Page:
*Such paint losses are usually in the range of 25-40%, but may accumulate to as high as 50% of the **total theoretical volume. Loss of paint must always be included when the total paint consumption is **calculated. Further, it is important to calculate the volume of paint to order in the correct manner. If*

*the theoretical amount of paint needed is 100 liters and the loss is 40%, only 60% of the actually **paint is left on the surface after painting. The loss factor is 0.6. The equation for calculation is:*

*Example 6:*

*The same figures as for Example 5 are used, but now a loss of 40% (loss factor of 0.6) is included. **The correct amount of print to order will be:*

*Paint consumption with Loss- and Dead Volume factor*

*Paint consumption with Loss- and Dead Volume factor*

*Blast cleaning will increase the surface roughness and thereby increase the surface area. The **roughness will depend on the abrasive used. However, the consequence is that more paint is needed **to cover the increased area. The ‘dead volume’ is the amount of paint needed to fill in for the **roughness (profile) on the blast-cleaned steel (from the bottom to the top of the valley). The amount **of paint (1/m2 ) needed to fill in the roughness is indicated below:*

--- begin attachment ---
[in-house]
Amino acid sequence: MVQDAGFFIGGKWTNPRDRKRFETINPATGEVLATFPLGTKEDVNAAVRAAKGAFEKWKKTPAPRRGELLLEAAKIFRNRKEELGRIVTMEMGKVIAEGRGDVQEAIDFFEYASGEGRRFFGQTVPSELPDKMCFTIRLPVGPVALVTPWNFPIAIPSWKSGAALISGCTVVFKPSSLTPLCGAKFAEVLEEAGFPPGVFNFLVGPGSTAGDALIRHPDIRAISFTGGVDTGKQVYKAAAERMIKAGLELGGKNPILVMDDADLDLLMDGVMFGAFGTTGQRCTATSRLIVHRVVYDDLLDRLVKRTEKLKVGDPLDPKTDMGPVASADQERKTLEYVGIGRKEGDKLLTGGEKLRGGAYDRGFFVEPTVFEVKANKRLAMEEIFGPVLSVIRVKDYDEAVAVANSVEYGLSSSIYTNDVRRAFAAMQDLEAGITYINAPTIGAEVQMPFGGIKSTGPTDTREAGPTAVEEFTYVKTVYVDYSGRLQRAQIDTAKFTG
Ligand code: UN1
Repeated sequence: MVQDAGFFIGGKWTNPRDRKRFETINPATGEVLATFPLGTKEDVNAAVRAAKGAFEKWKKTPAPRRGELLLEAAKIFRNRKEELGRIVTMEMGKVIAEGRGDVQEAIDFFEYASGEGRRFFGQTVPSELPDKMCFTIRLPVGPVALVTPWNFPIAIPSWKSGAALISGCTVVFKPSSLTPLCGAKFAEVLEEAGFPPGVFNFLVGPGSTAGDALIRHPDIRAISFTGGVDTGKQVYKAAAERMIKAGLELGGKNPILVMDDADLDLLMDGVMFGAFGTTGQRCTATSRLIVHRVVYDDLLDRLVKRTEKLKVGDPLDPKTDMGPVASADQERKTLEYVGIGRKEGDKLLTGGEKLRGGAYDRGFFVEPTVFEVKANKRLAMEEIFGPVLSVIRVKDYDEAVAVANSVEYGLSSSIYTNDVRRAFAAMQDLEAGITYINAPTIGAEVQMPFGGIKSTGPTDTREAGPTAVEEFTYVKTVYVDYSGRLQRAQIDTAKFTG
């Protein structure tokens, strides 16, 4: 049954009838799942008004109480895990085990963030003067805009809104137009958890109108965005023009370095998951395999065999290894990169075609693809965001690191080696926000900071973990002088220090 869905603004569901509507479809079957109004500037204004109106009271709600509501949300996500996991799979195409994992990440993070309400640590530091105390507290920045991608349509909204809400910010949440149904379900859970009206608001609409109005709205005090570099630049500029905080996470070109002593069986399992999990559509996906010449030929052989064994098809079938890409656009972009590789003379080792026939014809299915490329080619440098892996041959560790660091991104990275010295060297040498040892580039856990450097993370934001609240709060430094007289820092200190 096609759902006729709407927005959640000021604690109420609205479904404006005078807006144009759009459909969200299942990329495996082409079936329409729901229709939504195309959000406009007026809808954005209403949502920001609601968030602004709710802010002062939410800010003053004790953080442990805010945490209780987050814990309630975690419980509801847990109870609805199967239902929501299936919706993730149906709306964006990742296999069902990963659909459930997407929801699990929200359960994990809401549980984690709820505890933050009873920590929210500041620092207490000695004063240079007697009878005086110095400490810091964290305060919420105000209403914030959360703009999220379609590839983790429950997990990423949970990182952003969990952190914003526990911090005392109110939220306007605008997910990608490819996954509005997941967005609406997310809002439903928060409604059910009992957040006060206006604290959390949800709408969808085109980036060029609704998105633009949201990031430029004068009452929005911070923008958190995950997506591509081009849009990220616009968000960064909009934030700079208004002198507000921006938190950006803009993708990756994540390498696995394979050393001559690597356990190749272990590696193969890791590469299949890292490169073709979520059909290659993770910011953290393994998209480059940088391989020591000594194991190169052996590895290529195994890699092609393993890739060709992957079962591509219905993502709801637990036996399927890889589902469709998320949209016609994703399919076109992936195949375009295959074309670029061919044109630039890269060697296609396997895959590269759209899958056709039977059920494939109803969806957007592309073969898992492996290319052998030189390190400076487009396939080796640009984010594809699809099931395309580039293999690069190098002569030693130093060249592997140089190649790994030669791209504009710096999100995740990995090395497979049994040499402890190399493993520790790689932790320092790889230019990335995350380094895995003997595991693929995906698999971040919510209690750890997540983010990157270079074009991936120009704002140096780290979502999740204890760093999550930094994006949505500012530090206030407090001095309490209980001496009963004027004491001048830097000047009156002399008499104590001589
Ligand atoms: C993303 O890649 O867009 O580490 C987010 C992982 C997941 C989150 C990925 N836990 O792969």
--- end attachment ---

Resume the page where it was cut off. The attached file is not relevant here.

*NB! The “dead volume” factor only affects the paint consumption for the primer or the first coat of **a paint system.*

*Example 7:*

*Here example 6 is taken one step further. The loss is 40%. The surface of 500 m2 **is blast cleaned to **Sa 2 ^{1/2} with a roughness of 60 microns. A roughness of 60 microns gives a dead volume of 0.04l/m *

*(see table above).*

*The paint consumption with loss, calculated in example 6, is:*

*The total need for Epoxy mastic is: 39 liters + 196 liters = 235 liters. As the dead volume will have **no influence on the topcoat the volume of the Polyurethane is the same as in example 6:*

*Summary of Paint formulas*

*Summary of Paint formulas*